I have got the PSION MC400 laptop. It’s externally (and internally, too) very similar to the MC600 machine that I have had already (see the photo below). There are two main differences: it has a huge touchpad (an early one, it’s a bit strange) and it runs a very early version of the EPOC/Symbian operating system.
I have been enthusiastic about the DOS-based MC600 machine but I am much less happy about this one. It’s a nice example of engineegging work, it can be usefull even today but it’s closed operating system and a very limited number of available applications (my machine has just the englisth version of the “Word” application, even the Agenda and the calculator applications aren’t included) so it’t real use is too limited. The much more primitive and non-graphical operating system of the MC600 is much more supported and I can easily write new applications for this machine if I need them (in the C language, for example). The MC400 can be programmed only with use of an early version of the propietary OPL language with a limited support for the GUI features of the machine (it was open-sourced a very long time after end of life of the MC range of machines) 😦
So it’s a nice piece for my collection but it’s surely not a computer which I am able to use.
Well, that’s a quite interesting hobby. I was able to resist for a long time. But recently I have got a dedicated hiking GPS device (of course, I got it for a totally different purpose – I have wanted to have GPS for my bicycle).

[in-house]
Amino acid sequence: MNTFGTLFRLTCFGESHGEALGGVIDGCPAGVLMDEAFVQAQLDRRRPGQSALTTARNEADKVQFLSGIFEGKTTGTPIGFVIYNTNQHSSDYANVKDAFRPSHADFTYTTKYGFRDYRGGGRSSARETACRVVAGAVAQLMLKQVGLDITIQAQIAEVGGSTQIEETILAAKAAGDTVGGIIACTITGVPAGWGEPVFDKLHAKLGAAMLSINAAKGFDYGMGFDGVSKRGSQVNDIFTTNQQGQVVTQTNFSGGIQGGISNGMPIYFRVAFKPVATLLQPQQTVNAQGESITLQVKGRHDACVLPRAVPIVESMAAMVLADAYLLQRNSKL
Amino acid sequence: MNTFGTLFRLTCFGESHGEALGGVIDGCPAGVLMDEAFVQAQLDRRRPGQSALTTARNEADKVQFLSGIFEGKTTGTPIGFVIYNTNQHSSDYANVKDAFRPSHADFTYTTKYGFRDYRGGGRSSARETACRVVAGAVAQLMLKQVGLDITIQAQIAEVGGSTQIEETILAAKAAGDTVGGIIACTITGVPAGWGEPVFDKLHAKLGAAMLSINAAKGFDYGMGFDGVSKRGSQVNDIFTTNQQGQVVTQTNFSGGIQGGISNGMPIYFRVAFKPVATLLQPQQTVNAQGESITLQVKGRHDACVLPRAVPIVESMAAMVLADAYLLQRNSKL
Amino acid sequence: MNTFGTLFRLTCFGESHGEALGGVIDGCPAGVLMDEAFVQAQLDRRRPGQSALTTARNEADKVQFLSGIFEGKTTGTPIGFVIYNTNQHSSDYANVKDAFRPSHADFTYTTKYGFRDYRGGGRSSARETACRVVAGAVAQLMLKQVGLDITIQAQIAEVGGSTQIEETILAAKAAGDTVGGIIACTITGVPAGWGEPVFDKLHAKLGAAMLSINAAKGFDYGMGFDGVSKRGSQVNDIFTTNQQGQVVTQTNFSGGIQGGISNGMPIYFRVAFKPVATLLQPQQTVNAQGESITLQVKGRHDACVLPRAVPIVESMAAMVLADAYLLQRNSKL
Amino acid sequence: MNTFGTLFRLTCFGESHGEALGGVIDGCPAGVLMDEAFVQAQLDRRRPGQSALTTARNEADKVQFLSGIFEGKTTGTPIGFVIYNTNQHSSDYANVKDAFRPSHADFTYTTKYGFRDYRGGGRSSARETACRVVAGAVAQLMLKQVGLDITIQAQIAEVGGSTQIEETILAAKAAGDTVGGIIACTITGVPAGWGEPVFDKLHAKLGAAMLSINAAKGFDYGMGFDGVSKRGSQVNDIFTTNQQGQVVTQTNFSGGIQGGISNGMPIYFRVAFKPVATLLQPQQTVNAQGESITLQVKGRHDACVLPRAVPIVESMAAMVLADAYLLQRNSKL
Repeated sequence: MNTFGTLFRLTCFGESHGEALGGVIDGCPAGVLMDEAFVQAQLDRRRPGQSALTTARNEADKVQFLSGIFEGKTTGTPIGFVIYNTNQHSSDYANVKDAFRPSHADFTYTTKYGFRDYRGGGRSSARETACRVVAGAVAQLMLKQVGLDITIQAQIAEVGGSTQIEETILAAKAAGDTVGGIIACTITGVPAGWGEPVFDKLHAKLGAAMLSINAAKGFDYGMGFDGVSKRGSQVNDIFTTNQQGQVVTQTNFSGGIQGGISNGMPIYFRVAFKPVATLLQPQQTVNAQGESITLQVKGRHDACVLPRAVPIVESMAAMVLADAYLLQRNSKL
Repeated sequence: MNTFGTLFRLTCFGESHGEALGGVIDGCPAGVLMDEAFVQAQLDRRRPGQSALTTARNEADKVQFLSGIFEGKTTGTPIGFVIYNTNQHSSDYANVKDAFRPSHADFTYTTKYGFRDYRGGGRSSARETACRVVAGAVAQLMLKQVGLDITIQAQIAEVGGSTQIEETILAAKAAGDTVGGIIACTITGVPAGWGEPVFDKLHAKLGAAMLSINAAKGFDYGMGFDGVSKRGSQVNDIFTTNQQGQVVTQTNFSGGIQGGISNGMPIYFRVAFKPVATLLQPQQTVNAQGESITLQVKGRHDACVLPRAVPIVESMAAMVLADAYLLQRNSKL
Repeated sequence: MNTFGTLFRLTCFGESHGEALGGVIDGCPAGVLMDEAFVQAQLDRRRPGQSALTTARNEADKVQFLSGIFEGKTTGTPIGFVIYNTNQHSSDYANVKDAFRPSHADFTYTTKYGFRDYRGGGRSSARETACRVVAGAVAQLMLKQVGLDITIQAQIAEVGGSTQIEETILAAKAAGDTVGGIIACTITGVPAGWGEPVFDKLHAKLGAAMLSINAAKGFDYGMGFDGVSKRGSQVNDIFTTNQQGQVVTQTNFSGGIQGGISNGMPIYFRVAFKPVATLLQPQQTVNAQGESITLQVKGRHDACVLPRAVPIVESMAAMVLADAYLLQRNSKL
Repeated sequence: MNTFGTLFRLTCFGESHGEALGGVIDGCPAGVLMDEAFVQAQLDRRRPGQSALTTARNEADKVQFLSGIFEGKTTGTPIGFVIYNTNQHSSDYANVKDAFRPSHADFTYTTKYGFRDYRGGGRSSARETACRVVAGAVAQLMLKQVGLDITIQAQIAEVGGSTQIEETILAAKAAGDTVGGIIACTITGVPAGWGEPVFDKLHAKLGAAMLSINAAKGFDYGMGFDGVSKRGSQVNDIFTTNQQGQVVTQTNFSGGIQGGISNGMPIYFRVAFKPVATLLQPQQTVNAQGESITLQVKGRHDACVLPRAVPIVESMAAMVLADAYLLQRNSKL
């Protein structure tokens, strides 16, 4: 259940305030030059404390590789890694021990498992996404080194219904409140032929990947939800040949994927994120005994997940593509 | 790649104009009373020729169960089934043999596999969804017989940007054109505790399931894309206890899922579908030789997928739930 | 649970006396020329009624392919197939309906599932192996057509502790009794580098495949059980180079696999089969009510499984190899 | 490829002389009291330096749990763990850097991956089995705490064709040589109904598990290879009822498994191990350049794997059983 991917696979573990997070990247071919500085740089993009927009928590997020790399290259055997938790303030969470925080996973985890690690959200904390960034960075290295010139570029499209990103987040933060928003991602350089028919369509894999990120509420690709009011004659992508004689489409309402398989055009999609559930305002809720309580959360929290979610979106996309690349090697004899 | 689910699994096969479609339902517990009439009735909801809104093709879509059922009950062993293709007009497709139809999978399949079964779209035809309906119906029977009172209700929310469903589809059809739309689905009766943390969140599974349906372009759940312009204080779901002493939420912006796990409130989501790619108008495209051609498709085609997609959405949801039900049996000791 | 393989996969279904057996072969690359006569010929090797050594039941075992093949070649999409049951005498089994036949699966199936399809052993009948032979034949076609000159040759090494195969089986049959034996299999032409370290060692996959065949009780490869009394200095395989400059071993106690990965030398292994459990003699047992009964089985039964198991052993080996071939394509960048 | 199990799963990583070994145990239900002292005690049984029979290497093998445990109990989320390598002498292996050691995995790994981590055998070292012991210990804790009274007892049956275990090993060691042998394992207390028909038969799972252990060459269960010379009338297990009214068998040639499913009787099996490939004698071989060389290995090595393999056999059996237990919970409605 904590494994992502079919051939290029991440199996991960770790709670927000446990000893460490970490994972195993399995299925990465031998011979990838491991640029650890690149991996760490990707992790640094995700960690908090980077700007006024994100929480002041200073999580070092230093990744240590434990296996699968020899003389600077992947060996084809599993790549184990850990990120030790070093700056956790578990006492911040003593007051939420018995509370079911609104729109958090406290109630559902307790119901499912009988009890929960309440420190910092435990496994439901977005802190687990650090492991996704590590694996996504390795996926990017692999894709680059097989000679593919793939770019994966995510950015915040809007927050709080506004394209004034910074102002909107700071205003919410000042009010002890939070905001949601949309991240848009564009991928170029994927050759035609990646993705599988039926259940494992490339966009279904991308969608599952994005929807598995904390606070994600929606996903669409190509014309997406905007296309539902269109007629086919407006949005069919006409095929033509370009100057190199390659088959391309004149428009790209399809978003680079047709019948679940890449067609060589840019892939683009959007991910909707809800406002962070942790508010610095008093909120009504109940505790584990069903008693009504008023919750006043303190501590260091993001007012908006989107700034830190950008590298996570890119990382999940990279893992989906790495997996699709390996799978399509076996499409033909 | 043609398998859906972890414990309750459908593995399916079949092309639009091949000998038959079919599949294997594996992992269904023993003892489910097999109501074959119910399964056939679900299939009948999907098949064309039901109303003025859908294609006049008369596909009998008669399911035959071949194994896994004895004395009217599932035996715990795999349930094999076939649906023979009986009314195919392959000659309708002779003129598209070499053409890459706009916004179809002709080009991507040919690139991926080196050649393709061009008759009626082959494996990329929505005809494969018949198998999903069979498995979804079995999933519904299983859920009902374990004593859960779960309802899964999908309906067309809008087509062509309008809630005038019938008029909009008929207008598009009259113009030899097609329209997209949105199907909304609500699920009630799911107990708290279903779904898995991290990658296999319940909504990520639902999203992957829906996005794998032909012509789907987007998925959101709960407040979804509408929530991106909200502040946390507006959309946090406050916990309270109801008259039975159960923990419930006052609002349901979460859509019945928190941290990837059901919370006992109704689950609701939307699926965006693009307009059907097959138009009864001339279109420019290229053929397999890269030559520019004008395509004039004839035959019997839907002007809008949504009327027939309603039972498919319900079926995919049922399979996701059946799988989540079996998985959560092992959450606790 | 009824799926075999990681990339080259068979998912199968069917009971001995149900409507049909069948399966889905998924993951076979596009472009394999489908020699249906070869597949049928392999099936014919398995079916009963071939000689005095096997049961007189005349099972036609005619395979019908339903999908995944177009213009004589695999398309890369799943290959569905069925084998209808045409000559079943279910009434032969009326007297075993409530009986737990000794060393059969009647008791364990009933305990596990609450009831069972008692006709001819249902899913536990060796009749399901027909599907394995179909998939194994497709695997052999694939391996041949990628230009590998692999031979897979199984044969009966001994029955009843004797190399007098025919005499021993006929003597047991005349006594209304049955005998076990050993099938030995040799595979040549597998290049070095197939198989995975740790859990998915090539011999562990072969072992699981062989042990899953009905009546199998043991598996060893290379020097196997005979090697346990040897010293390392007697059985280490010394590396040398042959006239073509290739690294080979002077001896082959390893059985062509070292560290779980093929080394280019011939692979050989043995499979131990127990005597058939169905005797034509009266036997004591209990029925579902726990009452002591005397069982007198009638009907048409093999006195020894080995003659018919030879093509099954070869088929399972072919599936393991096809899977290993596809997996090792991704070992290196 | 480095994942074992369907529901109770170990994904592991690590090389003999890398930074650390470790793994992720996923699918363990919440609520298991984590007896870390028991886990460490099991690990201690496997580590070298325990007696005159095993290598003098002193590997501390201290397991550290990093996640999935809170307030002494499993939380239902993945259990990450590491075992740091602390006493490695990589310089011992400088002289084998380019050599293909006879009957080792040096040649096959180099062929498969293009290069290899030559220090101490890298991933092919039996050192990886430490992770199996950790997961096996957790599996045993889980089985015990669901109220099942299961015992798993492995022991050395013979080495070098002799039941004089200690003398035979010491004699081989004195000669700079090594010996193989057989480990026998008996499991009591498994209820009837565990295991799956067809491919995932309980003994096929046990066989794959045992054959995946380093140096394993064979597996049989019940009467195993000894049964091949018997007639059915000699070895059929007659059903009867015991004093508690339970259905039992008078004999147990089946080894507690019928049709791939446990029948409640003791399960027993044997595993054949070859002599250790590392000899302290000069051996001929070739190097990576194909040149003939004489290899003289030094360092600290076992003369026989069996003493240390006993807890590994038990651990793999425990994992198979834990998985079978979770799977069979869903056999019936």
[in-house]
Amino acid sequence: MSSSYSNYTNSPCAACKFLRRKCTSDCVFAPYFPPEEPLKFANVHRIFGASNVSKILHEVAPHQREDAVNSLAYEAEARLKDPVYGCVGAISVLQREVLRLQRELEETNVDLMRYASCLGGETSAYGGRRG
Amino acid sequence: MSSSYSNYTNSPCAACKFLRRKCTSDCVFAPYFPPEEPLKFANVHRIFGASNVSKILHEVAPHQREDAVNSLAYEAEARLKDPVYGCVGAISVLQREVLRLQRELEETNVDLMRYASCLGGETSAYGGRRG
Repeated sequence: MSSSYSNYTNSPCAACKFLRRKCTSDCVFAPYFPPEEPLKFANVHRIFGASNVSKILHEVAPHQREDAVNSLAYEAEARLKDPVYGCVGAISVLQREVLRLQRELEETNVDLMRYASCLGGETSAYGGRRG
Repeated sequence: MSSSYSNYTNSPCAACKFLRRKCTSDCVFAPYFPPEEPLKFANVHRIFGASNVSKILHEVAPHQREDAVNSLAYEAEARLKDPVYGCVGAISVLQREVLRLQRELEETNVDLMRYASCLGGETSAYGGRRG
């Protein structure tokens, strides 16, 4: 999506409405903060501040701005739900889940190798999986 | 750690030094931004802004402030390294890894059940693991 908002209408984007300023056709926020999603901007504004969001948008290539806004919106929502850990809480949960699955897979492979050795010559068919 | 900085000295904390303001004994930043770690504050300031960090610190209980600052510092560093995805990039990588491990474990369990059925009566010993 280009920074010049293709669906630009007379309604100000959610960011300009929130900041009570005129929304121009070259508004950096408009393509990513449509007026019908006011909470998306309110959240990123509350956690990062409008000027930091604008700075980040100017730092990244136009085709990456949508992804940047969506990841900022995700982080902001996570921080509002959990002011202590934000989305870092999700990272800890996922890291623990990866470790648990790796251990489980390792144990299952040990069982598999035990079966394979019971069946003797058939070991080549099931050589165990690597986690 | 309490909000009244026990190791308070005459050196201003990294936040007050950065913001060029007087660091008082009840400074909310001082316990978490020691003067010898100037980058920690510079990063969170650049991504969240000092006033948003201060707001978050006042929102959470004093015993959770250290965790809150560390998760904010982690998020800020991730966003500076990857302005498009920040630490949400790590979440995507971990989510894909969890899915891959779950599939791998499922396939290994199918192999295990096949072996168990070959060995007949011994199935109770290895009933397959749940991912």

One of my colleagues convinced me to try the geocaching. I thought that it is not so good idea but I have tried it and I have found the geocaching somewhat interesting. Honestly, a searching of caches is the main reason for me but is seems that many of the caches are really located near very interesting places. For example, this weekend I visited two beautiful places in nearby forest, for example. I didn’t knew about them previously.
The device that I’m have using is very good (it’s durable, it has a very long battery life and it uses the standard AA batteries) but of course it isn’t and open source device. So it can not be modified to fulfill all of my needs. And the maps for it are quite expensive. But there are open-source maps for it: the OpenStreepMap ones.
I still plan to connect a serial GPS receiver to my Ben NanoNote microcomputer. It probably will not be as usefull as a dedicated GPS but it might be usefull for navigation (and even for a geocaching) in urban areas. I hope that I will be able to find some time for that project.